Targeted policies and investments in food security and agriculture should be at the centre of debates on climate change, according to a top UN official and the French Minister for Agriculture, speaking at the Committee on World Food Security (CFS) in Rome this week.
Director-General of the Food and Agriculture Organization of the United Nations (FAO) José Graziano da Silva and French Minister for Agriculture, Stéphane Le Foll, warned that failure to do so would unravel recent progress made in combating world hunger.
Both Mr. Da Silva and Mr. Le Foll urged countries to reach an agreement on how to combat climate change ahead of the upcoming UN conference in Paris, known informally as COP 21, where global leaders and international organizations will meet to reach consensus on a historic climate change accord.
The FAO Director-General hailed the international community’s recent adoption of the 2030 Agenda for Sustainable Development, which includes the eradication of hunger and extreme poverty. He emphasized that, in order to achieve these goals, agriculture and food systems that are more productive and adapted to climate change are needed.
“We can end extreme poverty and hunger by 2030,” said Mr. Da Silva. “We know what works and we have the tools for it, but we know climate change threatens to derail our efforts. It is already impacting on food security and making hunger eradication even more difficult.”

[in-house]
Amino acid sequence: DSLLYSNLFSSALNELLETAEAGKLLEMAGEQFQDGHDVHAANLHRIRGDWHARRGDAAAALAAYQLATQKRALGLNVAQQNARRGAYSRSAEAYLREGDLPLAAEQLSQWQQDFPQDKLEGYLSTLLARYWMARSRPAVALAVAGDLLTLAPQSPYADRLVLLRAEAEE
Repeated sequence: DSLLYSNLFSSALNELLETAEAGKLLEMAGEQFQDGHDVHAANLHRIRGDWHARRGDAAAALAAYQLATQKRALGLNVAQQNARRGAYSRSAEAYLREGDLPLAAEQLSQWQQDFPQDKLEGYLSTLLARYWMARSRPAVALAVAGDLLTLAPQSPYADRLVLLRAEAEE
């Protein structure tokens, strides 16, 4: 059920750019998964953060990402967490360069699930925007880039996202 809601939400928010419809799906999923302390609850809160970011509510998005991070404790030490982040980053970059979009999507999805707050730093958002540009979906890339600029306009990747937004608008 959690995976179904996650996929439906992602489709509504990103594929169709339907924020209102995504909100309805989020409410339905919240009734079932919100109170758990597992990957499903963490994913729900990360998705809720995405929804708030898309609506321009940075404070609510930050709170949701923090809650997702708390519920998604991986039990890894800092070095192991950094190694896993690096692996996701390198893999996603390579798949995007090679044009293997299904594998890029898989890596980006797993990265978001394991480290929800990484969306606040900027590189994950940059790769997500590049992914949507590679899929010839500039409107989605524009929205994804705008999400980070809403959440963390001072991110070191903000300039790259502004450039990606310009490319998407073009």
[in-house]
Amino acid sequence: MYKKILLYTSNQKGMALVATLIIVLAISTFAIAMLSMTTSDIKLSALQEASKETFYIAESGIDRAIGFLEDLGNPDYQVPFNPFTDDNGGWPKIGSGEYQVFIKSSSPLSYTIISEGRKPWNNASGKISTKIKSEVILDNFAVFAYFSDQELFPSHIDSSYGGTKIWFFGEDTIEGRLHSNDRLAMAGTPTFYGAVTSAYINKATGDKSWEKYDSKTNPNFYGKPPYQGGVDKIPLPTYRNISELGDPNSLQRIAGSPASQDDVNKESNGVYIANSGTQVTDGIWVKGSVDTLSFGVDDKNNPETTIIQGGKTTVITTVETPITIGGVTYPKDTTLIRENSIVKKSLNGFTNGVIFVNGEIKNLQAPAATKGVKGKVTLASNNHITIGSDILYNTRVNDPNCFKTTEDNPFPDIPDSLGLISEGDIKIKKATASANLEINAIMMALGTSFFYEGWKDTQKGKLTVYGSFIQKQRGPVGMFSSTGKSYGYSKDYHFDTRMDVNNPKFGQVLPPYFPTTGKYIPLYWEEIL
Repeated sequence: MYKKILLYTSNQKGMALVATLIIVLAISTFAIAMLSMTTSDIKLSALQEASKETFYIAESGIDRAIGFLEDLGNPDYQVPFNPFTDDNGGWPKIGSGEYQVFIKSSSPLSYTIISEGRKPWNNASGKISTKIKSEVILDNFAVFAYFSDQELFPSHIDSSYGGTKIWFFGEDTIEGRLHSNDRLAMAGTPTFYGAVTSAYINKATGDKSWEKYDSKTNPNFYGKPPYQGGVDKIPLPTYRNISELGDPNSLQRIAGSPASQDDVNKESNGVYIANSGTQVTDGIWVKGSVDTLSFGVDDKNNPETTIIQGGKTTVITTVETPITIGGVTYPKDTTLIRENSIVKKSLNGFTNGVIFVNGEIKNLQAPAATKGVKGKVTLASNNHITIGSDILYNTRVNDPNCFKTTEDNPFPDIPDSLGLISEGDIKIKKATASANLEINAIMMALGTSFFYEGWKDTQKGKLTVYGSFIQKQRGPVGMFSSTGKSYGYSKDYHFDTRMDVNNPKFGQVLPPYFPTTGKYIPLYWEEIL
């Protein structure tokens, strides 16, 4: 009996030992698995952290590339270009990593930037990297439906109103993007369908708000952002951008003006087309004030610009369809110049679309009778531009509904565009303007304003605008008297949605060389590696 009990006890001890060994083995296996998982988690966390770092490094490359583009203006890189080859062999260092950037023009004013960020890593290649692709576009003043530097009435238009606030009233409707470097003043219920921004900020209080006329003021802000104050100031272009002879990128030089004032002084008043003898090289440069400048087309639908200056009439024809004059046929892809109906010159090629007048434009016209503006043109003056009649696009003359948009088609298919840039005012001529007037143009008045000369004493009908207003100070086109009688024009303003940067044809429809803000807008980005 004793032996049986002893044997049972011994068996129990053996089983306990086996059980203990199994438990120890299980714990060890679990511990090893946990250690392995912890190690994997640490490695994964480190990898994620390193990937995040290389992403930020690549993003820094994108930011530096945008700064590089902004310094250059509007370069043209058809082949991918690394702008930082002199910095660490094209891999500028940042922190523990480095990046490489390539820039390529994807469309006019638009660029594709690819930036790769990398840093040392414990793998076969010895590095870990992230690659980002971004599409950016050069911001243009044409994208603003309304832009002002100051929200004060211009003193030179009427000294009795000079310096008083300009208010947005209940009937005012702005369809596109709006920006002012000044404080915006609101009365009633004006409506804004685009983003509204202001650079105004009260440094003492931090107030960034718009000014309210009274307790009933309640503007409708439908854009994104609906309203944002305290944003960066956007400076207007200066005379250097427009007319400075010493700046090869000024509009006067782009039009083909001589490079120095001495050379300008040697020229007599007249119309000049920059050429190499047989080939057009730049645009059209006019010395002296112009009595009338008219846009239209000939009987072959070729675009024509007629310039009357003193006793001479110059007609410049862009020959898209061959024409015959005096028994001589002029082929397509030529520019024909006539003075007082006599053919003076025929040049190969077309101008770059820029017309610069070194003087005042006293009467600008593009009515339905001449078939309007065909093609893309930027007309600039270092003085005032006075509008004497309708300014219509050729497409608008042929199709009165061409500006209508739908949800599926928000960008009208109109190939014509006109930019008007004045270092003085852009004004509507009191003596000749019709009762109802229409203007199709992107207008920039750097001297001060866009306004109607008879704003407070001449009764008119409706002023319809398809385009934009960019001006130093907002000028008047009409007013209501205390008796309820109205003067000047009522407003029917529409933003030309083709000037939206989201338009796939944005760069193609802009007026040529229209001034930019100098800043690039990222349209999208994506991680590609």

“We believe that agriculture in the broad sense – including forestry, fisheries and aquaculture – can and must play a central role in addressing climate change, particularly in adapting its impacts, such as water scarcity, soil salinity or increasing pests and diseases of plants and animals,” he added.
Mr. Le Foll cautioned that everyone on the planet would bear the consequences “if the world’s leaders cannot find agreement on tangible and concrete objectives” to curb global warming.
Noting that agriculture is often viewed as a problem due to its role in greenhouse-gas emissions, Mr. Le Foll called for the need to make progress with techniques that “allow us to be more economical and consume less energy.”
Mr. da Silva said that the world’s poorest and most vulnerable are the hardest hit by the droughts and floods caused by global warming. He also noted the additional challenges faced by family farmers, fishermen and community foresters, who were both highly dependent on the world’s natural resources and also the first to suffer due to climate-related shocks: “they are the least responsible for climate change and cannot be expected to bear the costs of adaption to climate change,” he said.
He called for policies and investments to adapt agriculture to climate change, including reducing deforestation and overfishing, improving soil fertility and achieving lower emissions.
The Director-General also said that FAO was ready to assist countries through agroecology, climate smart agriculture, Integrated Coastal Management, Sustainable Land Management and Forest Landscape Restoration.